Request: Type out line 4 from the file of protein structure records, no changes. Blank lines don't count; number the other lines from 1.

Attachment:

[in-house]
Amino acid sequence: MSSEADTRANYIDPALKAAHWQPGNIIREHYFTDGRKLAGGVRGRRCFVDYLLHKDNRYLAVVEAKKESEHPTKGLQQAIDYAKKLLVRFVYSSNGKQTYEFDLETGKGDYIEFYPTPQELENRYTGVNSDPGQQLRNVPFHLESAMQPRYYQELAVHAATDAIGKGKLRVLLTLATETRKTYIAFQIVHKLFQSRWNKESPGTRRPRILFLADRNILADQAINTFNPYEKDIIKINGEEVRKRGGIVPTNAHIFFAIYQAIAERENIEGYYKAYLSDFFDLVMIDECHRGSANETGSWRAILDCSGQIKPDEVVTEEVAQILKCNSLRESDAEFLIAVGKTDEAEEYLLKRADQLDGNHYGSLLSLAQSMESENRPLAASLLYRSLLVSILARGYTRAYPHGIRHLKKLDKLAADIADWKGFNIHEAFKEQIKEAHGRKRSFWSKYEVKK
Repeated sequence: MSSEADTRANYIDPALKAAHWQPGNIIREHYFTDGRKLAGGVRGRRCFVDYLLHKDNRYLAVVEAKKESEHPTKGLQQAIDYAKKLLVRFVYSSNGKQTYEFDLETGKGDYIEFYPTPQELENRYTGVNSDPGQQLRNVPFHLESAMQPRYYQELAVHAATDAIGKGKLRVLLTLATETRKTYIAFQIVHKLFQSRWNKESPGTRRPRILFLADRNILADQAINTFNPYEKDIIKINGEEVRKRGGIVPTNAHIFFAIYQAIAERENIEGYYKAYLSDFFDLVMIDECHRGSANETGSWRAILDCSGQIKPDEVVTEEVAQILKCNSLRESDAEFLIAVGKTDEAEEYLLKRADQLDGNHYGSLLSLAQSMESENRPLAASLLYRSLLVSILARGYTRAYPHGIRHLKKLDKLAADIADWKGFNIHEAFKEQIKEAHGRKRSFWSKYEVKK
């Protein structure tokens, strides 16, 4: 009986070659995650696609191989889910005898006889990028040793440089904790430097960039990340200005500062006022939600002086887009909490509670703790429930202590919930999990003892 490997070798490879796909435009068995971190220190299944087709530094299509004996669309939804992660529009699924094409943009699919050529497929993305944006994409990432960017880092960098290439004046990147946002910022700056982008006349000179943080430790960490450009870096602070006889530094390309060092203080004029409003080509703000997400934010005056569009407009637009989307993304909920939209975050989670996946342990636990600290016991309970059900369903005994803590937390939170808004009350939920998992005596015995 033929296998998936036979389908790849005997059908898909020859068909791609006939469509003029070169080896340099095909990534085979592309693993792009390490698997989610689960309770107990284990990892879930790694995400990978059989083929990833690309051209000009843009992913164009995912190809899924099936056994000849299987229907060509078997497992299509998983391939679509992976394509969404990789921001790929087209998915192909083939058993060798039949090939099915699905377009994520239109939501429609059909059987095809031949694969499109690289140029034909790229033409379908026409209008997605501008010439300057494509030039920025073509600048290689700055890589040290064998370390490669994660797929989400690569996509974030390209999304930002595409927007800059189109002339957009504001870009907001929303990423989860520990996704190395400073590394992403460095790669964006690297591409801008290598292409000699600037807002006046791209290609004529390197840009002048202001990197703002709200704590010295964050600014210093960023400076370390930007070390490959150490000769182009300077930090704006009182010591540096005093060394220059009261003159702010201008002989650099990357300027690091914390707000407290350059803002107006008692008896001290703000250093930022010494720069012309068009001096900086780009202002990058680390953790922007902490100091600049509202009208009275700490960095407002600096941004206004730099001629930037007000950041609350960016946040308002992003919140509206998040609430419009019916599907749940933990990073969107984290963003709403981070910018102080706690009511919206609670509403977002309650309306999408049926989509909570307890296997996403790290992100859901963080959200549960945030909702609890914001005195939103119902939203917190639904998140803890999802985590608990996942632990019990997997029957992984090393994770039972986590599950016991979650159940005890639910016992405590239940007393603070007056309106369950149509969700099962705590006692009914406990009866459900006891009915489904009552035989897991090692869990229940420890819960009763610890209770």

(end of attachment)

């Protein structure tokens, strides 16, 4: 009986070659995650696609191989889910005898006889990028040793440089904790430097960039990340200005500062006022939600002086887009909490509670703790429930202590919930999990003892 490997070798490879796909435009068995971190220190299944087709530094299509004996669309939804992660529009699924094409943009699919050529497929993305944006994409990432960017880092960098290439004046990147946002910022700056982008006349000179943080430790960490450009870096602070006889530094390309060092203080004029409003080509703000997400934010005056569009407009637009989307993304909920939209975050989670996946342990636990600290016991309970059900369903005994803590937390939170808004009350939920998992005596015995 033929296998998936036979389908790849005997059908898909020859068909791609006939469509003029070169080896340099095909990534085979592309693993792009390490698997989610689960309770107990284990990892879930790694995400990978059989083929990833690309051209000009843009992913164009995912190809899924099936056994000849299987229907060509078997497992299509998983391939679509992976394509969404990789921001790929087209998915192909083939058993060798039949090939099915699905377009994520239109939501429609059909059987095809031949694969499109690289140029034909790229033409379908026409209008997605501008010439300057494509030039920025073509600048290689700055890589040290064998370390490669994660797929989400690569996509974030390209999304930002595409927007800059189109002339957009504001870009907001929303990423989860520990996704190395400073590394992403460095790669964006690297591409801008290598292409000699600037807002006046791209290609004529390197840009002048202001990197703002709200704590010295964050600014210093960023400076370390930007070390490959150490000769182009300077930090704006009182010591540096005093060394220059009261003159702010201008002989650099990357300027690091914390707000407290350059803002107006008692008896001290703000250093930022010494720069012309068009001096900086780009202002990058680390953790922007902490100091600049509202009208009275700490960095407002600096941004206004730099001629930037007000950041609350960016946040308002992003919140509206998040609430419009019916599907749940933990990073969107984290963003709403981070910018102080706690009511919206609670509403977002309650309306999408049926989509909570307890296997996403790290992100859901963080959200549960945030909702609890914001005195939103119902939203917190639904998140803890999802985590608990996942632990019990997997029957992984090393994770039972986590599950016991979650159940005890639910016992405590239940007393603070007056309106369950149509969700099962705590006692009914406990009866459900006891009915489904009552035989897991090692869990229940420890819960009763610890209770």